Proposed Balgriffin housing development to be fast-tracked in Commercial Court

Legal challenge opposes building of 96 homes

A legal challenge to a proposed development of 96 homes in Dublin is to be fast-tracked at the Commercial Court.

The planned development on lands at Parkside, Balgriffin Park, Dublin 17, is part of a larger joint development by Cairn Homes and the National Assets Management Agency on Balgriffin Park lands. The lands at issue are almost entirely owned by Cairn Homes and by Balgriffin Investment No 2 Designated Activity Company, a special purpose vehicle owned by Cairn Homes plc and Nama.

Brendan Dalton, Corran Lorcain, Baile Átha Cliath, had last month secured leave from the High Court for judicial review of a March 2019 decision by An Bord Pleanála that an appeal lodged by him against Dublin City Council's permission for the development was invalid.

In his grounding statement for judicial review, he described himself as the advocate for the residents of St Michael's Cottages, Hole in the Wall Road, Donaghmede. Mr Dalton argues the board erred in law in determining he was not the appellant in respect of the appeal lodged by him against the council permission.

In deeming his appeal invalid, the board said the name and address of the “appellants” had not been stated. It said that meant the requirements of Section 127.2.b of the Planning and Development Act had not been met and thus the appeal was invalid.

Mr Dalton disputes that finding and said he had confirmed in a submission to the board he himself was the appellant. He said the individual residents of St Michael's Cottages were never intended to be the appellants as they had lodged individual submissions to Dublin City Council.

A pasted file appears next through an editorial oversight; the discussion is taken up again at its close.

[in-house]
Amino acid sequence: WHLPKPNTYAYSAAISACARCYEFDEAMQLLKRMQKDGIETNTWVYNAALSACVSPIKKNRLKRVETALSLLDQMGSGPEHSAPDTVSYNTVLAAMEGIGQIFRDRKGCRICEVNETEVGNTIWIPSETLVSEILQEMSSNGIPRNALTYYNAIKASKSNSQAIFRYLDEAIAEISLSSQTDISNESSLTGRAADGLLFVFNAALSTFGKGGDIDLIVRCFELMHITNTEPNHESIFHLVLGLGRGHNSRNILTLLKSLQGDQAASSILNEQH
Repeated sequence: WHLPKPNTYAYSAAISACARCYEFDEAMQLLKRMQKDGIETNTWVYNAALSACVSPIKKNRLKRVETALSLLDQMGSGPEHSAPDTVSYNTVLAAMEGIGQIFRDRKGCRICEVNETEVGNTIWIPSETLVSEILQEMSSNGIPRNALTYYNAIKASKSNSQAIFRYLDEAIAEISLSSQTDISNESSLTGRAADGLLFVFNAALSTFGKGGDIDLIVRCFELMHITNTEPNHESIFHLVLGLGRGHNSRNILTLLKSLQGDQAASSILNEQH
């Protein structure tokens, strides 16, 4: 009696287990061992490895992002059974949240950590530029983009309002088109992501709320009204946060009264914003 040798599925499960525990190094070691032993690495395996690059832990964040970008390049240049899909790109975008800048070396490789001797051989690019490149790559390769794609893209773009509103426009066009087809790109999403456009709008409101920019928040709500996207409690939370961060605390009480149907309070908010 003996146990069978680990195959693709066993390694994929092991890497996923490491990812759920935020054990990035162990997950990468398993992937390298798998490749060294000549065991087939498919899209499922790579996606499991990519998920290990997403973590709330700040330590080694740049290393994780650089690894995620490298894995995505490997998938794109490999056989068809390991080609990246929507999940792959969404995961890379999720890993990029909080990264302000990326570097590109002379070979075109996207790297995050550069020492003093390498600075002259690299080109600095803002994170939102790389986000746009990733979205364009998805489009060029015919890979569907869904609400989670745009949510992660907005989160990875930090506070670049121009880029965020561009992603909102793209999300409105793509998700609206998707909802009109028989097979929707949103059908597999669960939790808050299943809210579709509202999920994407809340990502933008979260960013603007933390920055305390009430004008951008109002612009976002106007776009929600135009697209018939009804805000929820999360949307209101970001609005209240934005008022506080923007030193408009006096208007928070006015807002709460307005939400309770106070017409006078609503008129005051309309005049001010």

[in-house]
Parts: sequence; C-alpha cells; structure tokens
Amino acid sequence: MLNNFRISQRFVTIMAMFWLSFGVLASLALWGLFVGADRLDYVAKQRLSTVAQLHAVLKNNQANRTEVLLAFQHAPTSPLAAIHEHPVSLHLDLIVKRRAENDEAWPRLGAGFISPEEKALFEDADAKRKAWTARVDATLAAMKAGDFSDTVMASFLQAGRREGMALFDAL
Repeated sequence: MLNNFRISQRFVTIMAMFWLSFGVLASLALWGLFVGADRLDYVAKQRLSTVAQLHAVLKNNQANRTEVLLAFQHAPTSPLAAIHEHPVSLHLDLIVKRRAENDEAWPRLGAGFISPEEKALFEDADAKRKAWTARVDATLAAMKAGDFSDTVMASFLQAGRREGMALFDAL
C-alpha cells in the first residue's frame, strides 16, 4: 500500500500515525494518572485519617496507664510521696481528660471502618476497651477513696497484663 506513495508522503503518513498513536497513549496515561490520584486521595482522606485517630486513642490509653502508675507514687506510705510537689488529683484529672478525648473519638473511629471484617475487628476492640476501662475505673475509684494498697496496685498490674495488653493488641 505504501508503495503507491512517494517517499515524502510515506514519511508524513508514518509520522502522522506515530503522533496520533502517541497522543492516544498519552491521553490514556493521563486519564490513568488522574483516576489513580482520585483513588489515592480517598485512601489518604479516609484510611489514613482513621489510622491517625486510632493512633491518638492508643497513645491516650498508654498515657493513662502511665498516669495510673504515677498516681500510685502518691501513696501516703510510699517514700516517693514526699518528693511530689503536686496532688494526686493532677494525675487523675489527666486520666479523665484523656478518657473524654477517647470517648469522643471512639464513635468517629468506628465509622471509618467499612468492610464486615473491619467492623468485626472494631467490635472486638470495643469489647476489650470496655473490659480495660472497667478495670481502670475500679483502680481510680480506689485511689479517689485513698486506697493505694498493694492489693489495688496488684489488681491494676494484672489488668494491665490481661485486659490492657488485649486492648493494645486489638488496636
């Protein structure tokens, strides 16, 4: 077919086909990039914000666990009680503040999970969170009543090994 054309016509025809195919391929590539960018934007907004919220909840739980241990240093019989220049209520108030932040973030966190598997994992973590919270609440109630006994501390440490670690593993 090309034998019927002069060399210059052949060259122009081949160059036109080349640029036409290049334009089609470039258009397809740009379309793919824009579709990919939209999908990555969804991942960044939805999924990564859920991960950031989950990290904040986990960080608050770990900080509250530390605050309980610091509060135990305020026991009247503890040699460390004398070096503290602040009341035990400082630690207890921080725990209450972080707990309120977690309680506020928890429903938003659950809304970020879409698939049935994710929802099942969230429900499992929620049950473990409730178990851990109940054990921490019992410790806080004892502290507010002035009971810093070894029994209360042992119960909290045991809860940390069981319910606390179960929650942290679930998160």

The residents relied on the appeal he had made to the board in his own right to also reflect their position, he also said.

At the Commercial Court on Monday, Mr Justice Robert Haughton granted an application by Cairn Homes Properties Ltd to fast-track Mr Dalton’s judicial review.

In an affidavit, Tara Grimley, company secretary of Cairn Homes, said Mr Dalton's case against the board will delay the implementation of the planning permission and should be heard as soon as possible. Cairn Homes has spent some €9.4 million on site acquisition and planning fees and the expected construction costs of the development are some €18.5 million, she said.

The only appeal lodged against the council’s permission for the development was Mr Dalton’s and, after An Bord Pleanála deemed that appeal invalid, development commenced on the site, she said.

Cairn’s aim was to have 50 units completed by the end of this year and the balance completed by late 2020, she said. The 75 week construction phase would provide 150 full time and 75 part time construction jobs.

The judicial review is affecting the deliverability of 96 residential units which is consistent with the stated government objective of providing much needed homes, she added.

Mary Carolan

Mary Carolan

Mary Carolan is the Legal Affairs Correspondent of the Irish Times